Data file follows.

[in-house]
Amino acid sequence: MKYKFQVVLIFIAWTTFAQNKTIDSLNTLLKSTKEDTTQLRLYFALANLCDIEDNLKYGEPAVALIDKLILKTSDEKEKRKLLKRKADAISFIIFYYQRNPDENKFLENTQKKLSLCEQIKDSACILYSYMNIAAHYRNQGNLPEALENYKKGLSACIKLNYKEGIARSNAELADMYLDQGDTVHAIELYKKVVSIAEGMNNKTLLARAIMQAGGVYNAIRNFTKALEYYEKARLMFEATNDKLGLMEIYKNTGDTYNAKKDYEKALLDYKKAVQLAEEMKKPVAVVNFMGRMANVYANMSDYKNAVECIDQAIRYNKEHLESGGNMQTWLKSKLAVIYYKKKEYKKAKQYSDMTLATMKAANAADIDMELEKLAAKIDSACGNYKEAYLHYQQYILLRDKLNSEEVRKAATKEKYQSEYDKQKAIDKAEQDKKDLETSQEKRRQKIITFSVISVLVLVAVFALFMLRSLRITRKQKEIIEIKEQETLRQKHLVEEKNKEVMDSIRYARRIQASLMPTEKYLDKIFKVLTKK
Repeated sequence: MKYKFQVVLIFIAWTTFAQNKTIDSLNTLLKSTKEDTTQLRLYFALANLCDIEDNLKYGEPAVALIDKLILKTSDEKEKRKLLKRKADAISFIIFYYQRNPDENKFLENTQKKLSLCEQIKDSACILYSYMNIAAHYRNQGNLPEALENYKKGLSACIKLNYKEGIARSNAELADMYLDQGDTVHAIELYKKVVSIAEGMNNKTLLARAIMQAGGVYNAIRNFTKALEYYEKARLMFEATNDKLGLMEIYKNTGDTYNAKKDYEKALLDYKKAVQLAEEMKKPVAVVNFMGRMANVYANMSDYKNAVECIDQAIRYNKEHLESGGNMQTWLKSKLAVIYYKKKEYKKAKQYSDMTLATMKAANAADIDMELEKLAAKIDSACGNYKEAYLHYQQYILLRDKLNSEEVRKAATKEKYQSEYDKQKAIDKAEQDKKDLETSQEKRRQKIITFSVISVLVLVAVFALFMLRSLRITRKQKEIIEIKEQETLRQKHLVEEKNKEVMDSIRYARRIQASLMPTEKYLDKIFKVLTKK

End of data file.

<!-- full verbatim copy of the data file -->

[in-house]
Amino acid sequence: MKYKFQVVLIFIAWTTFAQNKTIDSLNTLLKSTKEDTTQLRLYFALANLCDIEDNLKYGEPAVALIDKLILKTSDEKEKRKLLKRKADAISFIIFYYQRNPDENKFLENTQKKLSLCEQIKDSACILYSYMNIAAHYRNQGNLPEALENYKKGLSACIKLNYKEGIARSNAELADMYLDQGDTVHAIELYKKVVSIAEGMNNKTLLARAIMQAGGVYNAIRNFTKALEYYEKARLMFEATNDKLGLMEIYKNTGDTYNAKKDYEKALLDYKKAVQLAEEMKKPVAVVNFMGRMANVYANMSDYKNAVECIDQAIRYNKEHLESGGNMQTWLKSKLAVIYYKKKEYKKAKQYSDMTLATMKAANAADIDMELEKLAAKIDSACGNYKEAYLHYQQYILLRDKLNSEEVRKAATKEKYQSEYDKQKAIDKAEQDKKDLETSQEKRRQKIITFSVISVLVLVAVFALFMLRSLRITRKQKEIIEIKEQETLRQKHLVEEKNKEVMDSIRYARRIQASLMPTEKYLDKIFKVLTKK
Repeated sequence: MKYKFQVVLIFIAWTTFAQNKTIDSLNTLLKSTKEDTTQLRLYFALANLCDIEDNLKYGEPAVALIDKLILKTSDEKEKRKLLKRKADAISFIIFYYQRNPDENKFLENTQKKLSLCEQIKDSACILYSYMNIAAHYRNQGNLPEALENYKKGLSACIKLNYKEGIARSNAELADMYLDQGDTVHAIELYKKVVSIAEGMNNKTLLARAIMQAGGVYNAIRNFTKALEYYEKARLMFEATNDKLGLMEIYKNTGDTYNAKKDYEKALLDYKKAVQLAEEMKKPVAVVNFMGRMANVYANMSDYKNAVECIDQAIRYNKEHLESGGNMQTWLKSKLAVIYYKKKEYKKAKQYSDMTLATMKAANAADIDMELEKLAAKIDSACGNYKEAYLHYQQYILLRDKLNSEEVRKAATKEKYQSEYDKQKAIDKAEQDKKDLETSQEKRRQKIITFSVISVLVLVAVFALFMLRSLRITRKQKEIIEIKEQETLRQKHLVEEKNKEVMDSIRYARRIQASLMPTEKYLDKIFKVLTKK